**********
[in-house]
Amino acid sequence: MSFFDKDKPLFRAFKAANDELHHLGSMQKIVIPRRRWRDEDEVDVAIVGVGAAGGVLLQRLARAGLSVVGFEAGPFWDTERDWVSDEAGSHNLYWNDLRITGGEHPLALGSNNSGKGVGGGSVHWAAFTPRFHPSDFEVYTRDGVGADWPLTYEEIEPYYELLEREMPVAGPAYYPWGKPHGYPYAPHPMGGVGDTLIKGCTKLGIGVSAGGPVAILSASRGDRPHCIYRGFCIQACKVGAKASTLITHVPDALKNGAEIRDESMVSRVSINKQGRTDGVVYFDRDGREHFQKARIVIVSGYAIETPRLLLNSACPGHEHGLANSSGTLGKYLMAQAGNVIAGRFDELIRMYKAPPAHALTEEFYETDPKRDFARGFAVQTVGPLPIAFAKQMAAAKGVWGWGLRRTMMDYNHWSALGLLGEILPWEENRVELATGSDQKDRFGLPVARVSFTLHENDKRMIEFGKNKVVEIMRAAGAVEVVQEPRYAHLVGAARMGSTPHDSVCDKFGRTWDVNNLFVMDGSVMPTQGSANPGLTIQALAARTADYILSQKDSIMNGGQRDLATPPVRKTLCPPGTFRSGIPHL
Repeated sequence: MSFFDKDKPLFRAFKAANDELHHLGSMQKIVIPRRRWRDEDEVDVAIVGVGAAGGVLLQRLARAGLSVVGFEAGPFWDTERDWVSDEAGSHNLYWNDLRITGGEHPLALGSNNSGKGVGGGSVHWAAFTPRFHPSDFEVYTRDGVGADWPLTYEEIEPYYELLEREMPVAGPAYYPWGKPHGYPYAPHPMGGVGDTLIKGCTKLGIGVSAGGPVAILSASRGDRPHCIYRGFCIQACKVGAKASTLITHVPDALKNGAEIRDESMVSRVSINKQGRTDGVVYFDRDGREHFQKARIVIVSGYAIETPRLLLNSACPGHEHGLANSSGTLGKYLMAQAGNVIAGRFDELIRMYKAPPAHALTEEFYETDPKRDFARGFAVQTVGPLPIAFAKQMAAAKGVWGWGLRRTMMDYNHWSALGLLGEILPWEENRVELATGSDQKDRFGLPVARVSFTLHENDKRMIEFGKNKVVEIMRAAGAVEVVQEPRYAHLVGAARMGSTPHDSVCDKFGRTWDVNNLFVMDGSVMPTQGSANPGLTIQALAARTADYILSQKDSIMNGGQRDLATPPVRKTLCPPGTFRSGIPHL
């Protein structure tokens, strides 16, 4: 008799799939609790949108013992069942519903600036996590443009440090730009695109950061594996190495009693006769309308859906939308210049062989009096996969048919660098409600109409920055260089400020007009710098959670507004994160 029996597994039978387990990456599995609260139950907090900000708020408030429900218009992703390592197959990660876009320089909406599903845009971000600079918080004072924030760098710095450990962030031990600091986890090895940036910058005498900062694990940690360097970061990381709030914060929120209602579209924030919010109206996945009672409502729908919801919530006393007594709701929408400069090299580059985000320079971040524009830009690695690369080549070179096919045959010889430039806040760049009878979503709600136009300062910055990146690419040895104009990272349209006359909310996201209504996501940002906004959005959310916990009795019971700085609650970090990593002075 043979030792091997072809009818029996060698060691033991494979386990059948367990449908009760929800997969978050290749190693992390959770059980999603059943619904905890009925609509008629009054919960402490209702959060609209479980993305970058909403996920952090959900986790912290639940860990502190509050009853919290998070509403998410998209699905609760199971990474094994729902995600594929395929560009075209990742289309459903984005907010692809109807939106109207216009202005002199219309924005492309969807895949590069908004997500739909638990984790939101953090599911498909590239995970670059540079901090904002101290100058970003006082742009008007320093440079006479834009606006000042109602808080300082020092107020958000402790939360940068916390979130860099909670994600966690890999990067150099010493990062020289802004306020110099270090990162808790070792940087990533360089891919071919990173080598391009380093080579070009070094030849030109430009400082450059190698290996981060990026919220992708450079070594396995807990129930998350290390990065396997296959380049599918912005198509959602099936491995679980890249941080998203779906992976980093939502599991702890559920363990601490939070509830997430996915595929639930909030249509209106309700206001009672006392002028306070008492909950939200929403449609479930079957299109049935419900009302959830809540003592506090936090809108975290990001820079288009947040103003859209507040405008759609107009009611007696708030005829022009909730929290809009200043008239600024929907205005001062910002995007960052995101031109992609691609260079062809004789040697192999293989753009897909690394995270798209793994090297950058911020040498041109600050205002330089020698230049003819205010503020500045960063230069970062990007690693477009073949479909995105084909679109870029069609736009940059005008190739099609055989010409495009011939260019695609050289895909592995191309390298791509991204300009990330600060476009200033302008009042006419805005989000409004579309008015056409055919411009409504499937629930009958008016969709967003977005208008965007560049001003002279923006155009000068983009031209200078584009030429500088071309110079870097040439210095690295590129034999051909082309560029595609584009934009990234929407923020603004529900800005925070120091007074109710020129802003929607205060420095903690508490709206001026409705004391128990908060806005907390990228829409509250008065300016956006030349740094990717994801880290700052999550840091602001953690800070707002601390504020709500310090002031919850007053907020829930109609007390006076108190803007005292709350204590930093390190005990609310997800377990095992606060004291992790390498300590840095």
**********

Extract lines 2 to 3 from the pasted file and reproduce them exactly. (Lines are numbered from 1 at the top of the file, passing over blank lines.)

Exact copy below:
Amino acid sequence: MSFFDKDKPLFRAFKAANDELHHLGSMQKIVIPRRRWRDEDEVDVAIVGVGAAGGVLLQRLARAGLSVVGFEAGPFWDTERDWVSDEAGSHNLYWNDLRITGGEHPLALGSNNSGKGVGGGSVHWAAFTPRFHPSDFEVYTRDGVGADWPLTYEEIEPYYELLEREMPVAGPAYYPWGKPHGYPYAPHPMGGVGDTLIKGCTKLGIGVSAGGPVAILSASRGDRPHCIYRGFCIQACKVGAKASTLITHVPDALKNGAEIRDESMVSRVSINKQGRTDGVVYFDRDGREHFQKARIVIVSGYAIETPRLLLNSACPGHEHGLANSSGTLGKYLMAQAGNVIAGRFDELIRMYKAPPAHALTEEFYETDPKRDFARGFAVQTVGPLPIAFAKQMAAAKGVWGWGLRRTMMDYNHWSALGLLGEILPWEENRVELATGSDQKDRFGLPVARVSFTLHENDKRMIEFGKNKVVEIMRAAGAVEVVQEPRYAHLVGAARMGSTPHDSVCDKFGRTWDVNNLFVMDGSVMPTQGSANPGLTIQALAARTADYILSQKDSIMNGGQRDLATPPVRKTLCPPGTFRSGIPHL
Repeated sequence: MSFFDKDKPLFRAFKAANDELHHLGSMQKIVIPRRRWRDEDEVDVAIVGVGAAGGVLLQRLARAGLSVVGFEAGPFWDTERDWVSDEAGSHNLYWNDLRITGGEHPLALGSNNSGKGVGGGSVHWAAFTPRFHPSDFEVYTRDGVGADWPLTYEEIEPYYELLEREMPVAGPAYYPWGKPHGYPYAPHPMGGVGDTLIKGCTKLGIGVSAGGPVAILSASRGDRPHCIYRGFCIQACKVGAKASTLITHVPDALKNGAEIRDESMVSRVSINKQGRTDGVVYFDRDGREHFQKARIVIVSGYAIETPRLLLNSACPGHEHGLANSSGTLGKYLMAQAGNVIAGRFDELIRMYKAPPAHALTEEFYETDPKRDFARGFAVQTVGPLPIAFAKQMAAAKGVWGWGLRRTMMDYNHWSALGLLGEILPWEENRVELATGSDQKDRFGLPVARVSFTLHENDKRMIEFGKNKVVEIMRAAGAVEVVQEPRYAHLVGAARMGSTPHDSVCDKFGRTWDVNNLFVMDGSVMPTQGSANPGLTIQALAARTADYILSQKDSIMNGGQRDLATPPVRKTLCPPGTFRSGIPHL